Staffing shortages are nothing new. While staffing problems have definitely been exacerbated by the COVID-19 pandemic, the truth is that a serious nursing shortage had already existed in the United States for a number of years. According to one study, more than one million additional nurses were going to be needed by 2020 in order to hold off worsening the trend. Those needs were not met. And now, in order to stop this shortage from growing further, an additional 11 million nurses will need to join the workforce over the next six years.
This shortage issue isn’t just causing problems for big healthcare systems, either. A survey conducted in March 2020 by MGMA found that 40 percent of practice leaders responding indicated they had experienced increased staffing shortages amid the nationwide spread of COVID-19. 42 percent of respondents in a related poll reported that they’d used temp workers or a floating staff pool to fill in the gaps. While such methods help, there is more that can be done to address a staffing shortage in your practice. In this blog, we will examine some of the most effective ways to avoid having your practice’s efficiency undermined by staff shortages.
Methods for Handling a Staffing Shortage
1. Coordinate Holiday Schedules
Around this time of year, staff take time off to be with their family around the holidays. If not properly coordinated, this can impact practice performance. While your practice is likely already closed for the holidays, it's the days before and after this time that must be planned thoroughly. To prevent disruption, encourage staff to submit their leave dates weeks in advance. This will give you a chance to review the schedule and identify dates where there is too much overlap. In such cases, coordinate with those staff members to reschedule holiday leave in a way that will keep the practice from being shorthanded.
Emergencies aside, it’s a good idea to create a policy to have staff give a certain amount of notice before taking time off. When a staff member suddenly takes time off with little notice, it can cause problems, especially if you are a small practice. Requiring staff to give 2-3 weeks’ notice before taking leave is usually enough to avoid being caught off guard.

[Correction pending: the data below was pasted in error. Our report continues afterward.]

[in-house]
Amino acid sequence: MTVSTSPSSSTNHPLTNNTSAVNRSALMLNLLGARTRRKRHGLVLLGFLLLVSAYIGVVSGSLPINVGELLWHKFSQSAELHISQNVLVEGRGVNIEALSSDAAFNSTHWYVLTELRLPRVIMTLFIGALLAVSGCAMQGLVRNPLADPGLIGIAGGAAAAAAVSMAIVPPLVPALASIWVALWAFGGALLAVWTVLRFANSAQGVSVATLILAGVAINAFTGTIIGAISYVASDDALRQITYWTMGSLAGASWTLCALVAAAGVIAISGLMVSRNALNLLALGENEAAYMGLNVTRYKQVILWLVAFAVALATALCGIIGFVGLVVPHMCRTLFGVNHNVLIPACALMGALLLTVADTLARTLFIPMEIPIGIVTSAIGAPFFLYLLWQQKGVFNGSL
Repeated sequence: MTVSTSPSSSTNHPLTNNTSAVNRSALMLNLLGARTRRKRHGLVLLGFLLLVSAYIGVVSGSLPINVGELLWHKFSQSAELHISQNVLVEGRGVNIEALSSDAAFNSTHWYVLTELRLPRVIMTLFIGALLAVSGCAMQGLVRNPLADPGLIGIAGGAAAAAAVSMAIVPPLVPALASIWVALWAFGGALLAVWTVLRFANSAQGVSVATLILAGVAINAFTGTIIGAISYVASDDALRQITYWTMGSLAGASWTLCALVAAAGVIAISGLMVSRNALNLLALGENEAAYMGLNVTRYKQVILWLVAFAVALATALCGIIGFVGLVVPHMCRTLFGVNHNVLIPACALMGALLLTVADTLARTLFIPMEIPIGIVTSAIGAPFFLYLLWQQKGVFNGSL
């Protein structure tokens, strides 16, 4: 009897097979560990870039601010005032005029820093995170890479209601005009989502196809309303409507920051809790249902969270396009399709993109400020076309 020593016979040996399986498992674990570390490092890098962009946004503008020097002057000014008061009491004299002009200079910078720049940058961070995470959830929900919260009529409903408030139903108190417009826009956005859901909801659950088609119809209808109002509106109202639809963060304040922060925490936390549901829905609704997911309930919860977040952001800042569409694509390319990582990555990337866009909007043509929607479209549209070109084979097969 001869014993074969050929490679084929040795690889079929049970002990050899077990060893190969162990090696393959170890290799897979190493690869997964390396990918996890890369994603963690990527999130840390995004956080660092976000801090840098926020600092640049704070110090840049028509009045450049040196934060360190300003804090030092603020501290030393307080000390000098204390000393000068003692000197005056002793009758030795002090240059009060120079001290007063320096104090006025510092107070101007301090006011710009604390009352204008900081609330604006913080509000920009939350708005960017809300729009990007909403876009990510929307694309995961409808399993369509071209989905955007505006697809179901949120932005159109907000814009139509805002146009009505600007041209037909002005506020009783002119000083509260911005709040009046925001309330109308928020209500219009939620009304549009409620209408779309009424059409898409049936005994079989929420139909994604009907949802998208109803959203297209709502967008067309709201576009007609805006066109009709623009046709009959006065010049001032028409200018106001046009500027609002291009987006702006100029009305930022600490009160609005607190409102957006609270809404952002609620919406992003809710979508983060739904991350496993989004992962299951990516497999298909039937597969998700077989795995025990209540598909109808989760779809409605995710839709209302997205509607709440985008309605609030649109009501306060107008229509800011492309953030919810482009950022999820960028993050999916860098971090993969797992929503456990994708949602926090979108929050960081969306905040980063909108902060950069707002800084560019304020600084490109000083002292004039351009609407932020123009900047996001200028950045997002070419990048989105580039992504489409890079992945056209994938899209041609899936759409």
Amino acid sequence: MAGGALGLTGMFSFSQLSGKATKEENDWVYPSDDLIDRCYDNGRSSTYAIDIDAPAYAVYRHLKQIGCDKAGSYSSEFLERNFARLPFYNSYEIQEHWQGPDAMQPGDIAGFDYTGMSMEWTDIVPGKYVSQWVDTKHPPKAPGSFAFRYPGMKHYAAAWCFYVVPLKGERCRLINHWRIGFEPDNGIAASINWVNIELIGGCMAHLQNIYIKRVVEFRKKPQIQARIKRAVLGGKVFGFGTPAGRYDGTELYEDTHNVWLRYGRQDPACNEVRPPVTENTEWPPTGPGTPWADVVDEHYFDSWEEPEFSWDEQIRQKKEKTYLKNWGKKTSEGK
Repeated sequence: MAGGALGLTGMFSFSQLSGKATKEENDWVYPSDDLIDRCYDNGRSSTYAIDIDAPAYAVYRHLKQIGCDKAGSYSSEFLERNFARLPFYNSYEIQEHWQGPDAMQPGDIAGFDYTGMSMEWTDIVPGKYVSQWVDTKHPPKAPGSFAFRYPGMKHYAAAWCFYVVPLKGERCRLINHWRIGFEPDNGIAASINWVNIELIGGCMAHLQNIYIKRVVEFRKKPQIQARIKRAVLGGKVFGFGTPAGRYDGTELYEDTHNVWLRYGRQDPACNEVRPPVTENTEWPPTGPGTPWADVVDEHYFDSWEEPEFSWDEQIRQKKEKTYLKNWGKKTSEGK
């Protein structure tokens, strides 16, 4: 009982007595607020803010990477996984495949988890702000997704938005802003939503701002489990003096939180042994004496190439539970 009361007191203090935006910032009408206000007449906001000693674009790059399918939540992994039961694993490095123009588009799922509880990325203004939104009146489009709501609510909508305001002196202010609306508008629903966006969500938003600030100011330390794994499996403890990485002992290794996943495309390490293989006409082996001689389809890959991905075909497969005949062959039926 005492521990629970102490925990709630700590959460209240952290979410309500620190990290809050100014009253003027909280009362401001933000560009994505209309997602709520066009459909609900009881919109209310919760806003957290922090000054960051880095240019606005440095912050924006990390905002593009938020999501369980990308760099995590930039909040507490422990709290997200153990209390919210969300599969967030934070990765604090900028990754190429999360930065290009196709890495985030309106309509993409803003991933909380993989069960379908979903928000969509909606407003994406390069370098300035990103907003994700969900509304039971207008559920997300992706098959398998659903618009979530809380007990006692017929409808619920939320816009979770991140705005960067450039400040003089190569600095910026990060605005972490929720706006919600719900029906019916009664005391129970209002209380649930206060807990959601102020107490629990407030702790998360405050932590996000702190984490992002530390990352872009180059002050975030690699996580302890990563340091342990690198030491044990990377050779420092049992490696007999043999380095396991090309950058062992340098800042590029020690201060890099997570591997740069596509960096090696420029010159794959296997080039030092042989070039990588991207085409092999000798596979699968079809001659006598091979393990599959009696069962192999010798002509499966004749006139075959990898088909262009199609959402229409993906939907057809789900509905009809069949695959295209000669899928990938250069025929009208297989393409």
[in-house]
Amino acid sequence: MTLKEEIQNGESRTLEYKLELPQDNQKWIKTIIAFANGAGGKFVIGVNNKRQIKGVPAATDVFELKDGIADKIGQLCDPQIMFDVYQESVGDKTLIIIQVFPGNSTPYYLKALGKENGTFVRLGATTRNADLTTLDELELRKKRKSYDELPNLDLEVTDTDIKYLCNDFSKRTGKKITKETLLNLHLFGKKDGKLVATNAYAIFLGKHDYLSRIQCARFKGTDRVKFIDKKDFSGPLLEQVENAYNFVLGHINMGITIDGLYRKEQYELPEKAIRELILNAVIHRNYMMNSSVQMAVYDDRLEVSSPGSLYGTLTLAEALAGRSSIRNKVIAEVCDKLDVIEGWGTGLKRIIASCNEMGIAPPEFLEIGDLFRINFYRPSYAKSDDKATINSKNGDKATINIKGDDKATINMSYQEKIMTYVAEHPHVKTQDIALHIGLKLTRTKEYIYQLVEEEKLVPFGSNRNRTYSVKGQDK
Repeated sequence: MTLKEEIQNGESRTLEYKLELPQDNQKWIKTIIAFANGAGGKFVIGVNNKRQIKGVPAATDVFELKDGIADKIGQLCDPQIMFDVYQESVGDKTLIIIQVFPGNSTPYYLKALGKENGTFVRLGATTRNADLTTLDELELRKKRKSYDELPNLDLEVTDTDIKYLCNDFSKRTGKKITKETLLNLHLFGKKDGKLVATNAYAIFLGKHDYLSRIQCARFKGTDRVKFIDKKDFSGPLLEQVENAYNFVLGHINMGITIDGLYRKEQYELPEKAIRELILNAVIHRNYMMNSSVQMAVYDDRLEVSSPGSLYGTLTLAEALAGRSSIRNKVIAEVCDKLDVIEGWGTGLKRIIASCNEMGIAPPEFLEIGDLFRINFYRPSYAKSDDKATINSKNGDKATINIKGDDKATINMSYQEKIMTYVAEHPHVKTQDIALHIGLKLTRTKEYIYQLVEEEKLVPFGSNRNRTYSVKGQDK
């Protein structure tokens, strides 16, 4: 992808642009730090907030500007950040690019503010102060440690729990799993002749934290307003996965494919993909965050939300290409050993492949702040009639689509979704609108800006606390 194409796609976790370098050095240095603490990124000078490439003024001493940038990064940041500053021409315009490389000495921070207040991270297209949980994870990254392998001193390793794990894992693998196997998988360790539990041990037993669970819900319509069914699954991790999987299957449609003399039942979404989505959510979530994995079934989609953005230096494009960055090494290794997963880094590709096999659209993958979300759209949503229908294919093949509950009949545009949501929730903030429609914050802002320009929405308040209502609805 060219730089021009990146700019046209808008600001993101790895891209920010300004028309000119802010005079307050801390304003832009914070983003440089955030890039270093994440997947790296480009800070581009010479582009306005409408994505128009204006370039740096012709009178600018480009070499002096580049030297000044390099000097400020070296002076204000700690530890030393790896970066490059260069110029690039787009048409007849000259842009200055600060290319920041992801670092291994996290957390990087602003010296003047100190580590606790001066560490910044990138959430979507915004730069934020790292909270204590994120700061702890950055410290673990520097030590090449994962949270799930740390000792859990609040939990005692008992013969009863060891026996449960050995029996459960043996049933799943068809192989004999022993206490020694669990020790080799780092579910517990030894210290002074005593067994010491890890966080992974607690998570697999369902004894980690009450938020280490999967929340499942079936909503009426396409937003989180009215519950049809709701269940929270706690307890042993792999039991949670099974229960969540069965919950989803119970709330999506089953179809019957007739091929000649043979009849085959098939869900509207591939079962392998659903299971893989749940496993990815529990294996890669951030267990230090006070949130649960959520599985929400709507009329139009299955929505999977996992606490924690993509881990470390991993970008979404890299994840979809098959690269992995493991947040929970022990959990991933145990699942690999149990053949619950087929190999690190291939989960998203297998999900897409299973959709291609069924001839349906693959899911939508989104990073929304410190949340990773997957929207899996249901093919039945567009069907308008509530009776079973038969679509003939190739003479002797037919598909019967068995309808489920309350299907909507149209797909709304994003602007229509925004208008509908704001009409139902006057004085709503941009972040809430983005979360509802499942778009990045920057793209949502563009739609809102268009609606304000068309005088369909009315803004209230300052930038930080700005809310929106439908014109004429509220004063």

Having staff that is appropriately cross-trained is a great way to make sure that everyone can fill in staffing gaps when needed. Though it may be helpful to have specialized team members, ensure that they are well versed in other areas so they can take over at a moments notice.
Creating a “float pool” is a great way to supplement staff shortage with reliable coverage and avoid the uncertainty and costs associated with potentially having to pay for a temp service. A float pool is an in-house list of individuals who are available for temp work, who have already been vetted and proven themselves capable of doing the job.
5. Use a Temp Service
This should be reserved for a worst case scenario but is still a viable option. If your practice is having staffing issues, employing a temp service is probably the fastest and easiest way to fill in the gaps. However, these services can also be extremely cost prohibitive for smaller practices. Additionally, there is the uncertainty of never really knowing just who they will be sending you and what that person’s actual skills will be. It is important to look at the needs of your practice and decide the best course of action before choosing to use a temp service but having one readily available if needed is advised.
Staffing shortages can cause some serious headaches. However, with the above methods and advanced planning, you can mitigate the effects and ensure your practice is never unexpectedly short-staffed.
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